After a long vacation, late-night shows returned to bring some levity to the difficulty of the news cycle. Such was the case when “Late Night” host Seth Meyers ridiculed President Donald Trump for not knowing The Constitution that well.
“Number one: there’s no crime. And how do you obstruct when there’s no crime?” Trump asked during a brief statement Friday. Martha Stewart would take issue with that statement.
“Also take a look at one other thing. It’s a thing called Article II. Nobody ever mentions Article II. It give me all these rights at a level nobody has ever seen before. We don’t even talk about Article II,” Trump said.
With a twinge of mockery, Meyers exclaimed: “What do you mean no one has ever seen before?! It was written over 200 years ago. Just because you’ve never seen it before doesn’t mean nobody’s ever seen it before.”
The host then pivoted into his Trump impersonation.
“I just saw this great little independent film, no one’s ever seen it before, called ‘The Lion King,'” Meyers joked. “It’s about a good guy named Scar but oh, he’s got a really sh*tty nephew always trying to back-stab him. I haven’t finished it yet, it’s two hours long, that’s too long. But I like Scar’s chances, I think it’s going to end well for Scar.”
Meyers went on to say that it isn’t shocking Trump’s interpretation of Article II is incorrect, because he just found out it exists anyway.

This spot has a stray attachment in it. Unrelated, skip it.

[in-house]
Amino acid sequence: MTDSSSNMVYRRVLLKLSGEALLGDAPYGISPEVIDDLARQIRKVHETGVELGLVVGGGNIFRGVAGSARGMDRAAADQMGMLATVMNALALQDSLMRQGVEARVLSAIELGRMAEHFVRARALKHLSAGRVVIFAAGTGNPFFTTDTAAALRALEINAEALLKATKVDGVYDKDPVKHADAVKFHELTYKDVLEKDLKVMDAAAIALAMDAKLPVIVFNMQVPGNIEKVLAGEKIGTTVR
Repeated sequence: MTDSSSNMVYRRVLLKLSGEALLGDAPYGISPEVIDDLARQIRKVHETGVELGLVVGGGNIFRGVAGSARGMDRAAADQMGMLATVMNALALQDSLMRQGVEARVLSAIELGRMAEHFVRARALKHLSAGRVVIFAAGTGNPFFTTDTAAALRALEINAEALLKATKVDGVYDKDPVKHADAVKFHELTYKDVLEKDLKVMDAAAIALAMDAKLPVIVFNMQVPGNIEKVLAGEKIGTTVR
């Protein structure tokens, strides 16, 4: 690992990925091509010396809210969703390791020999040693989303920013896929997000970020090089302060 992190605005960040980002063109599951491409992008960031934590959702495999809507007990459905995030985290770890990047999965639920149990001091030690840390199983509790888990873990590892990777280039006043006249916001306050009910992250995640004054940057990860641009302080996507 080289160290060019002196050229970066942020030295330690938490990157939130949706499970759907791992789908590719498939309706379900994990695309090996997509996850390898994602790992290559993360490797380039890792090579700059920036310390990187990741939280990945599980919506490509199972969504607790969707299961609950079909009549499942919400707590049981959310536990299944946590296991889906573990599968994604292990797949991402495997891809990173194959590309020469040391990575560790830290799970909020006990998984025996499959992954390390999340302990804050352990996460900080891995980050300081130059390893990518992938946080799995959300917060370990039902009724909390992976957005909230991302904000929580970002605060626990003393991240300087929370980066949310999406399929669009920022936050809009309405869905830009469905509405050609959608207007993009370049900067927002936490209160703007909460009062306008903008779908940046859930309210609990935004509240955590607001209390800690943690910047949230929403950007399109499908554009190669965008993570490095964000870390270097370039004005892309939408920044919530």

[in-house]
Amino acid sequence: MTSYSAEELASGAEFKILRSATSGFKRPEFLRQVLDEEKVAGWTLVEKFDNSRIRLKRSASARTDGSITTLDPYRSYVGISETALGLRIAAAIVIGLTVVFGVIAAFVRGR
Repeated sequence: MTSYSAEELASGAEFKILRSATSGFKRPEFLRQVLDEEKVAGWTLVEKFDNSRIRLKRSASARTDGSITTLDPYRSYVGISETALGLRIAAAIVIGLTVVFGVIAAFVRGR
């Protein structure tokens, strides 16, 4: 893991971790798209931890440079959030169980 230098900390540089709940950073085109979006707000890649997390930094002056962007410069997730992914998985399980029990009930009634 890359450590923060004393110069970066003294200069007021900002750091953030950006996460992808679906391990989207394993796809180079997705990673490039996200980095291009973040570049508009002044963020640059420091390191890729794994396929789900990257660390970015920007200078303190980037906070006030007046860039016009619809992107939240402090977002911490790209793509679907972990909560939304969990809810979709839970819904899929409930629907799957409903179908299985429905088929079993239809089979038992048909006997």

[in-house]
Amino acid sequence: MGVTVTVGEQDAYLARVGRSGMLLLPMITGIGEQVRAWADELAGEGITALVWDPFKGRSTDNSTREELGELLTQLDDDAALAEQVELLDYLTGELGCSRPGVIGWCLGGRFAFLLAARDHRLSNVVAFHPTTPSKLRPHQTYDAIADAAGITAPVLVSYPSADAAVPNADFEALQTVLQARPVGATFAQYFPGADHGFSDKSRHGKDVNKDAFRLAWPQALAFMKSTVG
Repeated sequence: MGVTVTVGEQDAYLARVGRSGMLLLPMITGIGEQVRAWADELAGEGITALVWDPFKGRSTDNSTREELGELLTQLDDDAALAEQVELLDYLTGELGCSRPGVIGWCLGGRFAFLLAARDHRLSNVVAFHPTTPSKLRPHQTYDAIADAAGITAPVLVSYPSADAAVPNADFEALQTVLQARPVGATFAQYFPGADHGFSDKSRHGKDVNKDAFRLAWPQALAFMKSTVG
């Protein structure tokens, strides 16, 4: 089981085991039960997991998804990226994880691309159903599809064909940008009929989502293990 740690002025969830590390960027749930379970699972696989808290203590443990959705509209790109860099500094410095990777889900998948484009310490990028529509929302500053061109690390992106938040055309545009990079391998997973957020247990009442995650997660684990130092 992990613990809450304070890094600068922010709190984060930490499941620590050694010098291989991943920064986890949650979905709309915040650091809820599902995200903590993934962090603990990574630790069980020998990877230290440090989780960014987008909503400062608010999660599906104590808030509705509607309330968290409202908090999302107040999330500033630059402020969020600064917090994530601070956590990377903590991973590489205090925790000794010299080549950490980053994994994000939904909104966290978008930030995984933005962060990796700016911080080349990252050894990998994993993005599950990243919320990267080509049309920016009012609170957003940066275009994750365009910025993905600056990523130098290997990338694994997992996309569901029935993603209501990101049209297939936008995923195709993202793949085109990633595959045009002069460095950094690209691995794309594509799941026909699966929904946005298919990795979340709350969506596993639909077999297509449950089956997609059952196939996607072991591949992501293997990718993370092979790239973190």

Watch the hilarious take below:
Trump’s most reliable and obsequious sycophants
U.S. presidents, historically, have been very reliant on key advisers — and sometimes, they were even criticized by their supporters for it. President George W. Bush, for example, was criticized by some of his supporters for failing to question former Defense Secretary Donald Rumsfeld on foreign policy matters; some of President Barack Obama’s supporters complained that he was too reliant on former Treasury Secretary Timothy Geithner when it came to economic policy. But President Donald Trump has been a major exception, angrily refusing to listen to what key advisors have had to say. And when former National Security Advisor John Bolton left the Trump Administration earlier this month — either because he was fired or because he quit — it was only one of the many departures that underscored Trump’s inability to accept any type of criticism. From former Defense Secretary James Mattis to former Attorney General Jeff Sessions to former Secretary of States Rex Tillerson, anyone who questions Trump is likely to either be fired or quit.
GOP voters infuriated by primary cancellations to protect Trump from challengers
Republican voters are frustrated by states canceling GOP primaries to boost President Donald Trump's re-election chances.
The president is currently facing three primary challengers in former Massachusetts Gov. Bill Weld, former Illinois Rep. Joe Walsh and former South Carolina Gov. Mark Sanford, and many GOP voters are angry that states are taking steps to throttle their campaigns, reported Business Insider.
MSNBC guest appalled by Trump’s new Ukraine scandal: ‘As grave a moment as we have experienced’
An anonymous intelligence official submitted a complaint to their agency's inspector general about President Donald Trump's conduct with a foreign leader.
Little is known at this point, but sources told the New York Times that it's most likely related to Ukraine. Earlier in the year, the president's personal attorney Rudy Giuliani traveled to Ukraine to dig up dirt on Joe Biden's son Hunter.
The president shot back on Twitter, railing against the intelligence community.